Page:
Femvertising: two steps forward, one step back

Last weekend I was watching the finals of the Women’s Euro 2017, with The Netherlands (the home team) playing against Denmark. Besides mentioning the victorious Dutch ladies winning the championship, worth acknowledging is that they broke another record – there has been an unprecedented record of spectators, TV viewers, and online users in following the tournament.

I would imagine that, considering such ‘record number’ of TV viewers, the advertisements aired during the commercial breaks would only be of high quality with interesting narratives, aiming to make a good impression on their audiences. Indeed, I particularly liked the UEFA TV ad for its #WePlayStronger campaign, which promoted women’s and girls’ participation in football. It sent a positive and energizing message, accompanied with very upbeat music. Nonetheless, I couldn’t help but notice how the #WePlayStronger ad was followed up a commercial of a dating site, which featured a women in lingerie frolicking sensually between sheets. There is nothing wrong with dating site commercials per se, but I must admit that I found the pairing of these two commercials quite ironic. I don’t think this was necessarily a coincidence, because these two commercials aired together on multiple commercial breaks. For me, it was ironic because we first see an advertisement portraying women and girls as strong, empowered, and taking charge, and immediately after we see a women depicted through “the male gaze” – sexualized and objectified. As a female, I may be a bit sensitive to the juxtaposition in the portrayal of women by these two TV commercials, and I wonder if other viewers noticed this or experienced the same way as I did.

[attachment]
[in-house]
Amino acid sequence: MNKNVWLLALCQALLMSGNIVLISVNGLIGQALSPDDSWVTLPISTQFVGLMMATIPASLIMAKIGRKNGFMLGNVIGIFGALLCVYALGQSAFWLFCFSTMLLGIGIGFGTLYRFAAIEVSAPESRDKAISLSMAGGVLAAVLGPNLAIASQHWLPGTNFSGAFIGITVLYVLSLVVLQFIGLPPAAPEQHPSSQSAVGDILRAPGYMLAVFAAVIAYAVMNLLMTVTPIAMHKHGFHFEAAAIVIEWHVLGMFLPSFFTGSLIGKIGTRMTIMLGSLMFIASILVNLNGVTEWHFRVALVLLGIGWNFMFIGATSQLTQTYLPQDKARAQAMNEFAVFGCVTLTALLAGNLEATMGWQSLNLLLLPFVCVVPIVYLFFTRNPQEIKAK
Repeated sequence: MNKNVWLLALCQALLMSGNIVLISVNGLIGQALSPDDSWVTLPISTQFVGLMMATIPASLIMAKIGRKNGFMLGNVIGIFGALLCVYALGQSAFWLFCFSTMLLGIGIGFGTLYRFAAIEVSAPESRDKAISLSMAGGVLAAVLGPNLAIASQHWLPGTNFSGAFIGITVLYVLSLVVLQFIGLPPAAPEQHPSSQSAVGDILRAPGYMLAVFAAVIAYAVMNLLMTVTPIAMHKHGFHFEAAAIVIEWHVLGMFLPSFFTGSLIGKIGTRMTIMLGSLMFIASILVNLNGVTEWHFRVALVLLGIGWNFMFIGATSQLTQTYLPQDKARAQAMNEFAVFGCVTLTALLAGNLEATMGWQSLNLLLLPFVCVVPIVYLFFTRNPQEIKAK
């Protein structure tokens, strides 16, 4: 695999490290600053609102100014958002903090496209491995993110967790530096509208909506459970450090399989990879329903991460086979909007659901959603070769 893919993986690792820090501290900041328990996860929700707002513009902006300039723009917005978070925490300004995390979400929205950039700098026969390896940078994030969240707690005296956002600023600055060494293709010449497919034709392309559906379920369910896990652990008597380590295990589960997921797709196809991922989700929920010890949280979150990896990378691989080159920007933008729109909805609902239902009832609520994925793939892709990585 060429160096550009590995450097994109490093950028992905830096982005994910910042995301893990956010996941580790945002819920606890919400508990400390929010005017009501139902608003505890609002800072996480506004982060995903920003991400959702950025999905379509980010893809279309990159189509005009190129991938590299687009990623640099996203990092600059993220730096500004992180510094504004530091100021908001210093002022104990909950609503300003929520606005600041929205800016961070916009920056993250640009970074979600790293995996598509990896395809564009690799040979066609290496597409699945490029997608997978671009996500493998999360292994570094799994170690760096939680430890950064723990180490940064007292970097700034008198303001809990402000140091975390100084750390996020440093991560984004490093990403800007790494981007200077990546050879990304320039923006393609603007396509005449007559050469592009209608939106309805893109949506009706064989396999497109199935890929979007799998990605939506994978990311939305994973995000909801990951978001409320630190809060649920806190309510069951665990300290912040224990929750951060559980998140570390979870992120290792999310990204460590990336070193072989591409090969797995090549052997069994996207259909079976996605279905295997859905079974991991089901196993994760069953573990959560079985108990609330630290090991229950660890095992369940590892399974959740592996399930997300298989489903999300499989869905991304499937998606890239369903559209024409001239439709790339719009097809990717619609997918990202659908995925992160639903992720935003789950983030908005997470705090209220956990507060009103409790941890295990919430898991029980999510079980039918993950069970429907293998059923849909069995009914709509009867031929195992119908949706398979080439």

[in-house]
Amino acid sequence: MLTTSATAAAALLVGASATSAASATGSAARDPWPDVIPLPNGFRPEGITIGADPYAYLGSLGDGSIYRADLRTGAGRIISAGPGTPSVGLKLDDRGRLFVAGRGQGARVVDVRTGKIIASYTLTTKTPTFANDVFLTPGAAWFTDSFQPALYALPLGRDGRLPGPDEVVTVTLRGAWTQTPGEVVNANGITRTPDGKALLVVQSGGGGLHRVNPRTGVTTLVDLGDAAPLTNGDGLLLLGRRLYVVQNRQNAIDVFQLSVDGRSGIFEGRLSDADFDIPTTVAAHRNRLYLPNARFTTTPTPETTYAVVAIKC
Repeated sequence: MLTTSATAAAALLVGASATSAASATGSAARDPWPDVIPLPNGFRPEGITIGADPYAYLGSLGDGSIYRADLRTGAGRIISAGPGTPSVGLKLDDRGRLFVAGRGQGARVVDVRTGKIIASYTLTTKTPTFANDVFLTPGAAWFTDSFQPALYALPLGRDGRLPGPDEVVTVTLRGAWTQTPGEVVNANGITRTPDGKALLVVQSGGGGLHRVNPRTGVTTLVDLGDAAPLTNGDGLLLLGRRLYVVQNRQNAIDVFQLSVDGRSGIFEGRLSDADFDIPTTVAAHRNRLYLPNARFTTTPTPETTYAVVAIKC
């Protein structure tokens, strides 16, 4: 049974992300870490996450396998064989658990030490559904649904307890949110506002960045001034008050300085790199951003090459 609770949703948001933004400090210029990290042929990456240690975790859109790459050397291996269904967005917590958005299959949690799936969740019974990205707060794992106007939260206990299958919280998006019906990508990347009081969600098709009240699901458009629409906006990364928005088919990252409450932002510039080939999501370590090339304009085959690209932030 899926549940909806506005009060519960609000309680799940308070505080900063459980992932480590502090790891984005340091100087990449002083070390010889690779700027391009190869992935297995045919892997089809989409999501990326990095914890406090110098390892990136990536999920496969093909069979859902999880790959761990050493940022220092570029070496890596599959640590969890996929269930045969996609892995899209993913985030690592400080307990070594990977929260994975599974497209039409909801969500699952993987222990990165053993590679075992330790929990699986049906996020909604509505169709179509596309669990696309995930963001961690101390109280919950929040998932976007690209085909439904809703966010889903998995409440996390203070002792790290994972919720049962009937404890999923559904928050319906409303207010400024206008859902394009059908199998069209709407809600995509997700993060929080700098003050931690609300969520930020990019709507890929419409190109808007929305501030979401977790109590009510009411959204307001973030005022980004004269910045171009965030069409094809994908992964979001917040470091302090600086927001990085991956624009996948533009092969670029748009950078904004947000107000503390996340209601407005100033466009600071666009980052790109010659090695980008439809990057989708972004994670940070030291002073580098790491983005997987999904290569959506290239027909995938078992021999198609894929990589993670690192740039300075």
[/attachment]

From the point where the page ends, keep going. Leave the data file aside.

In recent years, there has been growing discussion around the topic of gender representation in the media. While I think there has been great strides made in improving the representation of women in “femvertising”, I think it is nonetheless good to stay on our toes and keep this discussion, and importantly, progress going… especially when research shows that a majority of women still do not feel represented or depicted accurately by advertisements.

– Tracy Cheung

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